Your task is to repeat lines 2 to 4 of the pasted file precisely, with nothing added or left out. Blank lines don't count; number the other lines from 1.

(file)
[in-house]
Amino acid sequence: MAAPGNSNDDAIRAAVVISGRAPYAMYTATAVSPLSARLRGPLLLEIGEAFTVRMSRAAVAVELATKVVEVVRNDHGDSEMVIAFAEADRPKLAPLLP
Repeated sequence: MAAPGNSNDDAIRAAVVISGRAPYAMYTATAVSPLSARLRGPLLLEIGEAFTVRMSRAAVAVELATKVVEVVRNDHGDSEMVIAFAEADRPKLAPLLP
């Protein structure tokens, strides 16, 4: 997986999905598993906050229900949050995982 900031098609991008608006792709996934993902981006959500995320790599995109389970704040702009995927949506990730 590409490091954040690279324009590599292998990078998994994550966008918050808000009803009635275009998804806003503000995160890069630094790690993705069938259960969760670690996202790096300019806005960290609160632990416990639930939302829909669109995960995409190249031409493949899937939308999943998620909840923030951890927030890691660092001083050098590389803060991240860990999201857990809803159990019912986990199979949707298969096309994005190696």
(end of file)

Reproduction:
Amino acid sequence: MAAPGNSNDDAIRAAVVISGRAPYAMYTATAVSPLSARLRGPLLLEIGEAFTVRMSRAAVAVELATKVVEVVRNDHGDSEMVIAFAEADRPKLAPLLP
Repeated sequence: MAAPGNSNDDAIRAAVVISGRAPYAMYTATAVSPLSARLRGPLLLEIGEAFTVRMSRAAVAVELATKVVEVVRNDHGDSEMVIAFAEADRPKLAPLLP
């Protein structure tokens, strides 16, 4: 997986999905598993906050229900949050995982 900031098609991008608006792709996934993902981006959500995320790599995109389970704040702009995927949506990730 590409490091954040690279324009590599292998990078998994994550966008918050808000009803009635275009998804806003503000995160890069630094790690993705069938259960969760670690996202790096300019806005960290609160632990416990639930939302829909669109995960995409190249031409493949899937939308999943998620909840923030951890927030890691660092001083050098590389803060991240860990999201857990809803159990019912986990199979949707298969096309994005190696």